Looking for a way to tap into your home equity, lower your mortgage payments or lock in a lower interest rate? Many homeowners will sometimes look to refinancing to either access more money or alleviate their financial burden to pay off debts faster. If this is something that you’re considering, let’s explore what’s involved in a mortgage refinance so you can determine if this is the right move for you.

What does it mean to refinance my mortgage?

Refinancing is when a borrower either looks to borrow more of their home equity (up to 80%), adjust their mortgage amortization schedule or switch their mortgage to a new lender for a different rate or features. There are three ways a homeowner can refinance their mortgage:

  1. They can break their mortgage before the end of its term to negotiate a new mortgage loan agreement (either with their current lender or a new one).
  2. If they are at the end of their term and want to borrow extra money against their mortgage, refinancing is an option.
  3. If a homeowner has no mortgage on their home and wants to leverage the equity, they can refinance and borrow the funds they need.

Depending on how far along you are in your mortgage term, you may be subject to prepayment penalties if you choose to refinance. In most cases, it could either amount to three months’ interest or an interest rate differential – which is the difference between your current rate and today’s rate for a term that is the same duration of what’s left on your mortgage.

Why homeowners choose to refinance

Lower monthly mortgage payments

Refinancing helps to reduce your monthly mortgage payments by changing the terms and increasing the length of your amortization. For example, if you have 15 years left on your mortgage with $692,000 remaining and want to lower your monthly payments, you can increase your amortization to 25 years. With a 2.3% fixed rate, your monthly payments could change from $4,549 to $3,035. Doing this will decrease your monthly payments, but increase the amount of interest paid over the lifetime of your mortgage.

Consolidate debt

Refinancing allows you to combine your mortgage and other major debts into one secured loan of up to 80% of your home’s value – also known as debt consolidation. Many people choose to do this if they have high-interest loans like credit cards or personal loans, which typically have interest rates of 10% or higher. Consolidating your debt gives you a much lower interest rate amortized over a longer period, allowing you to budget better and pay off your debt easier. It can also lower your monthly payments and thus improve your credit score by helping you make payments on time and in full.

Lock in a lower rate

Breaking your current mortgage often makes the most sense in a low rate environment like the one we’re in right now. If interest rates dropped since you first bought your home, you may want to consider refinancing to lock in a better mortgage. Although you’ll likely have to pay a penalty fee, the long-term savings gained from a lower interest rate could potentially outweigh this cost.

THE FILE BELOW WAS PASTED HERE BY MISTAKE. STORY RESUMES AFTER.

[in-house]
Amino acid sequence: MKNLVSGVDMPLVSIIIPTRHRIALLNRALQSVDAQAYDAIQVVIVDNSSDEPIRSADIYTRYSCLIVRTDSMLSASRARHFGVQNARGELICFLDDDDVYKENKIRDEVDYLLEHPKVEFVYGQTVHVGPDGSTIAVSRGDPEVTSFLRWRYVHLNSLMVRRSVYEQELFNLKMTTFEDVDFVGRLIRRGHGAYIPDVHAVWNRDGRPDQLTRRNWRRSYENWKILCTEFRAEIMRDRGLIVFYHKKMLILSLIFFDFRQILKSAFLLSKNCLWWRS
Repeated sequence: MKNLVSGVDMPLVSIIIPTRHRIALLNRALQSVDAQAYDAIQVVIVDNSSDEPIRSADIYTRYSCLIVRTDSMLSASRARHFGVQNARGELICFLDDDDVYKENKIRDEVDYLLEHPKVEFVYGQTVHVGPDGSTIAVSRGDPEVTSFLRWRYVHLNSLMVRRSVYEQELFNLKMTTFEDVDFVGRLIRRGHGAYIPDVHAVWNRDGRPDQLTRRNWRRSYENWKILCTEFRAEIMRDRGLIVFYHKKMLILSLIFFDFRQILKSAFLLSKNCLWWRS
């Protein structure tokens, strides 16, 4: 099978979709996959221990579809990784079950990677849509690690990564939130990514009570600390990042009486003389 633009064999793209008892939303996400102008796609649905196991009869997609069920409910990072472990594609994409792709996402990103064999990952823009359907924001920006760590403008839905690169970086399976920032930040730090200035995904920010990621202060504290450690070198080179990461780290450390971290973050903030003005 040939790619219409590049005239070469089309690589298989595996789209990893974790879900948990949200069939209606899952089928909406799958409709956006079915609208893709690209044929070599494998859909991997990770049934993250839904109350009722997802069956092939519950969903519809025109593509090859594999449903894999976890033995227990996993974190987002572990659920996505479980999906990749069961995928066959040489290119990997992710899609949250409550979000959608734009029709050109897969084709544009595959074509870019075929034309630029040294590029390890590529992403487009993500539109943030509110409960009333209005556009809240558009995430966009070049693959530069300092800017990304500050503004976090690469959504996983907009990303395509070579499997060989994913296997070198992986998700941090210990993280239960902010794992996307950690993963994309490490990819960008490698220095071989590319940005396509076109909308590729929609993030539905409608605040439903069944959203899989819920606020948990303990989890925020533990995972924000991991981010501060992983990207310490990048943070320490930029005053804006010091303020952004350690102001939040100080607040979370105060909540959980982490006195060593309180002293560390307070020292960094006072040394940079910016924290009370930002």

Borrow more money

Refinancing helps to unlock funds during times of financial need at a much lower interest rate than a typical loan or credit card. It’s an opportunity to access extra money for other expenses such as home renovations, repairs or even a down payment to invest in another property.

Is refinancing the right move or you?

Before you make any decisions, it’s wise to take the time to understand if refinancing is the best option for you. Here are some tips for you to consider before choosing to refinance:

Tip #1: Consider additional fees

Penalty fees can get expensive – we’re talking tens of thousands of dollars in some cases. For example, prepayment penalties for refinancing can be quite costly if you aren’t very far into your current mortgage term. On top of that, if you choose to refinance, you’ll also have to pay for closing costs such as lawyer and appraisal fees. If these additional expenses don’t fit into your budget, you may want to reconsider refinancing until you can afford it.

Tip #2: Check your credit score

You'll need to qualify for approval just like you did for your initial mortgage, which means your credit score will be reviewed. Having strong credit will increase your chances for approval because it shows lenders that you can manage your monthly mortgage payments.

Tip #3: Determine your home equity

To calculate this, take the current market value of your home and subtract your mortgage balance. If your goal is to refinance to borrow money, the amount you can borrow will be based on the amount of equity you have in your home.

Tip #4: Shop around different lenders

Some lenders may offer better features and rates and lend more than others. Shopping around will help you figure out the maximum amount you can borrow and lock in the best rate. At Homewise, we help you shop around and present the various mortgage options available in the marketplace so you can make the right decision.

Tip #5: This is a long-term decision

Refinancing is a decision that benefits homeowners over the years (not months). So, if you’re planning on moving homes in the near future, a mortgage refinance is probably not your best option.

At Homewise, our goal is to find you the best mortgage by guiding you through every step of the process. If you’ve been considering mortgage refinancing, apply online with us today and one of our dedicated Mortgage Advisors will be happy to help you understand what’s involved and if this makes sense for you.